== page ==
“It has been amazing to be able to stretch out,” she says, “to not define myself just by the music I make, but to follow my nose toward all the things that make me happy.” A good example: Glaspy enlisted herself in distance education through Harvard University to fulfill her dream of getting an education outside of music: “Embracing being a student has made me feel like a child again and I think that has helped to propel my music forward so much more. My brain feels happy.”
Devotion, then, is like a series of hard-earned life lessons. Glaspy’s evolution over the last few years has been both musical and personal, which makes the album that much more compelling: “I’m learning that life is painful but you take the bad with the good; that love is hard but if you love someone, you make yourself available; that life is short and it’s okay to be sincere. I’m starting to be able to write about these things and it’s a feat for myself as an artist and growth for me as a person.”
What We Are Doing To Keep Attendees Safe
Limited Capacity: Per Marion County public health orders, the capacity for this event will be limited.
Face Coverings: All patrons and employees will be required to wear a face covering when entering the venue. Face coverings must remain on when high traffic areas such as restrooms, hallways and service areas. Masks are not required while consuming a beverage or interacting inside of your social circle. Please bring your own mask. Disposable masks are available for purchase at the box office but quantities are limited. Face coverings will not be required while taking class (while at your mat). All participants taking class will remain 6 feet apart for the duration of the class.
Signage: Pay attention to signage as you enter on the exterior of the venue, as well as various points throughout the venue. Remember, by purchasing a ticket and entering the venue you are doing so at your own risk.
Cleaning: The Vogue continues to maintain its enhanced cleaning procedures which include a thorough cleaning before and after every show. The Vogue has implemented a new Viruscide Spray system that is delivered via commercial anaomizer spraying system. The Vogue treats all high-traffic areas with Nu-Foamicide, which is recommended by the CDC to kill Covid-19, before and after shows. Security staff will be responsible for disinfecting high traffic areas including service areas, door handles and restroom facilities throughout the show.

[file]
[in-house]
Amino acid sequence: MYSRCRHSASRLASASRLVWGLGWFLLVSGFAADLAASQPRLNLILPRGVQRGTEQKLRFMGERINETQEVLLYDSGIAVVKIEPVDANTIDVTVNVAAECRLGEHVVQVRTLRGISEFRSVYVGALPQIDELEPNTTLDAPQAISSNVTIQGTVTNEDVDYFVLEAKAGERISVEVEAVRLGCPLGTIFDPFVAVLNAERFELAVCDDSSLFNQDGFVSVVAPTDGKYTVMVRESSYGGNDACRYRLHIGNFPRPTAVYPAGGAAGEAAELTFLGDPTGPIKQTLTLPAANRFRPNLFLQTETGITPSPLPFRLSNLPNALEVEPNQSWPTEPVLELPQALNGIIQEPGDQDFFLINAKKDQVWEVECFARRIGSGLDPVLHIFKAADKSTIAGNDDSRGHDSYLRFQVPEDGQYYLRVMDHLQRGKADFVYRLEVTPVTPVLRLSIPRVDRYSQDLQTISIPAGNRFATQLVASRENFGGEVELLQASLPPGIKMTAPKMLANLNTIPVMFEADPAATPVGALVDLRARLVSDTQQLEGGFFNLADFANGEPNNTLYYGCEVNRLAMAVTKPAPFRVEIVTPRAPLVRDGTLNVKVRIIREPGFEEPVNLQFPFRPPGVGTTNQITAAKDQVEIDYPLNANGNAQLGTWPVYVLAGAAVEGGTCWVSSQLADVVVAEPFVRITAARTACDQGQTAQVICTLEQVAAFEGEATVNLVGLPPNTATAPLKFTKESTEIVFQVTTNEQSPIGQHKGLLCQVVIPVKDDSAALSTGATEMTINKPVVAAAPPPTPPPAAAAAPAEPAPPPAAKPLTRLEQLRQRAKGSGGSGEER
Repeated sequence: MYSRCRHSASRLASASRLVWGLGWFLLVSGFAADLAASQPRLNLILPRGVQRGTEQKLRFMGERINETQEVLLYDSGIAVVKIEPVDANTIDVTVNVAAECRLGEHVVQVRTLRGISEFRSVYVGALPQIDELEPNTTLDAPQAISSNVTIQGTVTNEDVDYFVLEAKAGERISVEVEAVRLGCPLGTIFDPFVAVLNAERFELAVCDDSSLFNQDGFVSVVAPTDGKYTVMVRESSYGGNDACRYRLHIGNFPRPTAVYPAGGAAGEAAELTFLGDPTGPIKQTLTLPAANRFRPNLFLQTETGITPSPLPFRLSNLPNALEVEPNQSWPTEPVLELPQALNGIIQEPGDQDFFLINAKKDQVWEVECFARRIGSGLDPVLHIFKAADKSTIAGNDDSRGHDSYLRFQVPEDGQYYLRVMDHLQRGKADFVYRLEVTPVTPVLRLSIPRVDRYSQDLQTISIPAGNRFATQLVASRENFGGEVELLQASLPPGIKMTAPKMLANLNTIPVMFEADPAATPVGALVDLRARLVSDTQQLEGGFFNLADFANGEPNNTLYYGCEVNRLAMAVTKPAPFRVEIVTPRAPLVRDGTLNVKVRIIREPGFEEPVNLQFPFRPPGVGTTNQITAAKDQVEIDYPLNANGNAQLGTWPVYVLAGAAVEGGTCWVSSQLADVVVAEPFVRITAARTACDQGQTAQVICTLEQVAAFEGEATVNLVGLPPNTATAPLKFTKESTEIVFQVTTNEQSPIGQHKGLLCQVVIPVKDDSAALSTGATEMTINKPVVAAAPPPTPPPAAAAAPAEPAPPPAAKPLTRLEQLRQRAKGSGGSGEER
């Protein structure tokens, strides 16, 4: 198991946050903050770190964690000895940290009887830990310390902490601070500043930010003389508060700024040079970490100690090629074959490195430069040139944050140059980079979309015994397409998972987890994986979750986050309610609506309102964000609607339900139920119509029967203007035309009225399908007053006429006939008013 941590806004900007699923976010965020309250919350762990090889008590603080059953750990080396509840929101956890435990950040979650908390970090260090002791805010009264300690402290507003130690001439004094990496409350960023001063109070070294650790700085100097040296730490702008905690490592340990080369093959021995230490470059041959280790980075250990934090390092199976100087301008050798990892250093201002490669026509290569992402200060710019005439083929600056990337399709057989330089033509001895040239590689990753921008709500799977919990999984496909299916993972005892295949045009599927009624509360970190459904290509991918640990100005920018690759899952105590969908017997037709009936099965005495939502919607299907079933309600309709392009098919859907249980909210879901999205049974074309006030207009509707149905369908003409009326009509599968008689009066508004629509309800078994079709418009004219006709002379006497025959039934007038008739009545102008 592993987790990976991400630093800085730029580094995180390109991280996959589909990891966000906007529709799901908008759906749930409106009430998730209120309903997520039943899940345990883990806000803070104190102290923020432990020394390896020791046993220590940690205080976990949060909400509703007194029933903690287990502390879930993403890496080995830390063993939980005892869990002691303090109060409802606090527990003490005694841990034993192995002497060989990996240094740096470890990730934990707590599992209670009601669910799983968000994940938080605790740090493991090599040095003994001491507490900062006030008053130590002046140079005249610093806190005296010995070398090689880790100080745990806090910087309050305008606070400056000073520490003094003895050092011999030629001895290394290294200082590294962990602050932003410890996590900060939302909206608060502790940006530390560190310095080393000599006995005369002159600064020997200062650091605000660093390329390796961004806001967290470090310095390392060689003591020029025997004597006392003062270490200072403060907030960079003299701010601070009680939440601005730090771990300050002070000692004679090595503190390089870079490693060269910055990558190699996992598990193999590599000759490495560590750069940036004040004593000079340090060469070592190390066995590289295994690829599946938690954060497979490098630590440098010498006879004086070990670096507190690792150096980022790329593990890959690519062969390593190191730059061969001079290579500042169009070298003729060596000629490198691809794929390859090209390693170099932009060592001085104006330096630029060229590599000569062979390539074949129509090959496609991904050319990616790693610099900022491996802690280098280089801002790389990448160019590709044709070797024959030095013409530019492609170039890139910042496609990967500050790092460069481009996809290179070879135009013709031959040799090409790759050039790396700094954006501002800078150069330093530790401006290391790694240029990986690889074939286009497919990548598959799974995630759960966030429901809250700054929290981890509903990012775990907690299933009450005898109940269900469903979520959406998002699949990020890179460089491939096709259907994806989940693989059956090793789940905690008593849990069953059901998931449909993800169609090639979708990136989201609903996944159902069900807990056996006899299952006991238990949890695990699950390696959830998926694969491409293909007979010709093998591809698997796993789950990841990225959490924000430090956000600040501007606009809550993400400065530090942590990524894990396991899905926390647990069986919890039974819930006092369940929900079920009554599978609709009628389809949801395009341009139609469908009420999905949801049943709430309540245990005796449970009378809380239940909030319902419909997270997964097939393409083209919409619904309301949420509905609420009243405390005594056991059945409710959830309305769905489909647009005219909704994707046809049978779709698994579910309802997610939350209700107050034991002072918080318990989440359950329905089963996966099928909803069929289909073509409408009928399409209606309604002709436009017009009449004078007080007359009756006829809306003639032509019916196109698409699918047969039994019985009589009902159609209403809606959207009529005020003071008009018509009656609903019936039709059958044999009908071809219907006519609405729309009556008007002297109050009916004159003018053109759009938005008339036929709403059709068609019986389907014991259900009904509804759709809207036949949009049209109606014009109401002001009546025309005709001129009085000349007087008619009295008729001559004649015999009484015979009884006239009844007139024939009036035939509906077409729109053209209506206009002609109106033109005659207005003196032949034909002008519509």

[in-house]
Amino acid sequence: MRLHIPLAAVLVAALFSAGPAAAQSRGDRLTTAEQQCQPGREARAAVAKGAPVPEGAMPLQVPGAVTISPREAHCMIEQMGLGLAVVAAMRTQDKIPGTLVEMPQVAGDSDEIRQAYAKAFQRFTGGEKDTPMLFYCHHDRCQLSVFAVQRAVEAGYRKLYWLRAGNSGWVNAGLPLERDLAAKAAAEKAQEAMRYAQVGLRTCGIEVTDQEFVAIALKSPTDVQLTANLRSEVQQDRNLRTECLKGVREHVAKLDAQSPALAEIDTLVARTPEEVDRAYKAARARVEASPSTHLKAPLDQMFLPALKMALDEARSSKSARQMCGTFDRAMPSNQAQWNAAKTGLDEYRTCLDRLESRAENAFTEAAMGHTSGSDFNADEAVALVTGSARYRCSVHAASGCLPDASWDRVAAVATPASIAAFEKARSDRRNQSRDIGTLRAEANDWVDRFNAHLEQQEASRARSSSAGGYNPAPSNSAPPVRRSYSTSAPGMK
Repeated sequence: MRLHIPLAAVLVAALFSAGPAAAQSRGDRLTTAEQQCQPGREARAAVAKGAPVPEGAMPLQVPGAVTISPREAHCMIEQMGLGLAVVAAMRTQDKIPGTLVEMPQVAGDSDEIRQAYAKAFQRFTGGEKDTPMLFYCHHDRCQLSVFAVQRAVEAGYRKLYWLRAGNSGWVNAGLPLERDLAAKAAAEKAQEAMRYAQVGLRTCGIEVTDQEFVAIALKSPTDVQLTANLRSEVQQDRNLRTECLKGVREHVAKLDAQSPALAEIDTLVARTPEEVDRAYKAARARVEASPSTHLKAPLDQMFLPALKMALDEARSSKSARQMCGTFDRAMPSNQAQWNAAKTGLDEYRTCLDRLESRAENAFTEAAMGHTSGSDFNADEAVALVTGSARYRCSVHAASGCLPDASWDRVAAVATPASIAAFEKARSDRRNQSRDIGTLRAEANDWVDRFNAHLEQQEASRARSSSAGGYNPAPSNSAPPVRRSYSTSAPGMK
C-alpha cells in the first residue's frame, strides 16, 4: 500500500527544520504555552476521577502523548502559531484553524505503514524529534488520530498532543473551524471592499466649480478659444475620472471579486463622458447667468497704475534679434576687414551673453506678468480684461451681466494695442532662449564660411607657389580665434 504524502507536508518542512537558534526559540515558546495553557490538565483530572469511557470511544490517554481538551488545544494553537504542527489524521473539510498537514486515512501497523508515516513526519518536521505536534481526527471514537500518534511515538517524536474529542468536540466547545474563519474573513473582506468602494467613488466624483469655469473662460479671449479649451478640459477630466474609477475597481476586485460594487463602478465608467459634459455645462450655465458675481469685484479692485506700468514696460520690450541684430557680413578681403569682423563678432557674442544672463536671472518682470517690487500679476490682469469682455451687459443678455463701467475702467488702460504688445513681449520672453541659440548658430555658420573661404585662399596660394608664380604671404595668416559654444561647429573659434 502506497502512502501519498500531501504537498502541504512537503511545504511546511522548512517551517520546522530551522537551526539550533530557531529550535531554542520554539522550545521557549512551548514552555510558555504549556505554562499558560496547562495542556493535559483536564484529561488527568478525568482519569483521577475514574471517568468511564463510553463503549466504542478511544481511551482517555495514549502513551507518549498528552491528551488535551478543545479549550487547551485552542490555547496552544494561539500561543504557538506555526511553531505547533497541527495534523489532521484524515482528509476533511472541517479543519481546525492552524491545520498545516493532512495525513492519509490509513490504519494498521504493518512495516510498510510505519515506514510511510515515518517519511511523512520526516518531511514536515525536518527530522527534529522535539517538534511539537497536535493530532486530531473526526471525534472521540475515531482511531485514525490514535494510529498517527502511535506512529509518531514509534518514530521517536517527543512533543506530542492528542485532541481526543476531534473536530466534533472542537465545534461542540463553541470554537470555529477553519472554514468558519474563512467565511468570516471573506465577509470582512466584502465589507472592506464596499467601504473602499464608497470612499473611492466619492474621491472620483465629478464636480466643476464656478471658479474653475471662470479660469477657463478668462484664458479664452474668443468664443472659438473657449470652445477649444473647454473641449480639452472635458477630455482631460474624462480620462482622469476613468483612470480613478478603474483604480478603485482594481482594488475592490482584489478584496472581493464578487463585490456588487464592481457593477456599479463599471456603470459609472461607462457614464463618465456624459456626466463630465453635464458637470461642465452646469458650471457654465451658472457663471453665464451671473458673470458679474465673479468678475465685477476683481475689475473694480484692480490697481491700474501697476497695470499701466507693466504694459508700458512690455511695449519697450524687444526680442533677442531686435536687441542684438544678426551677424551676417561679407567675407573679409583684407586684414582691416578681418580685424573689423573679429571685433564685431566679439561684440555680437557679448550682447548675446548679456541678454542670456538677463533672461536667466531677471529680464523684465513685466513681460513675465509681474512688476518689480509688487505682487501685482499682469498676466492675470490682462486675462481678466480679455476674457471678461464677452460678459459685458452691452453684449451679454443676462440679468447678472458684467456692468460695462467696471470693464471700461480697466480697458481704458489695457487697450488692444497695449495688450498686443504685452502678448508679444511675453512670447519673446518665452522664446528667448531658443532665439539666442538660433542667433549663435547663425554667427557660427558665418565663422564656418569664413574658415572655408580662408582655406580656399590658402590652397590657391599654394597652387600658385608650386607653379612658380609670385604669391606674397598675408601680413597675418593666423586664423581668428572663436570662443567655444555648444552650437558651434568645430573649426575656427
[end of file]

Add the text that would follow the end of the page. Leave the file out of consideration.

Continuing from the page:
In an effort to reduce and sanitize high-traffic touchpoints, restroom doors will stay open at all times
Line Cue & Entrance Procedures: We will provide a defined entrance lane for you to enter the venue. Please follow the markings on the ground that will help you maintain social distancing as you enter.
New Point-of-Sale System: We’ve installed a new point-of-sale system that will not only speed up transaction time, it will provide more visibility into your checkout process. Consumer-facing screens allow guests to complete the checkout process more efficiently directly with their credit card or Apple Pay which creates less handling of cash and cards across the service area.
What We Are Doing To Keep Our Staff Safe
All employees will wearing a face covering that covers the nose and mouth
All employees will submit to a pre-shift temperature check. Employees who feel ill or showing any symptoms of illness will not be allowed to work.
Employees will take frequent breaks for personal sanitization and hand washing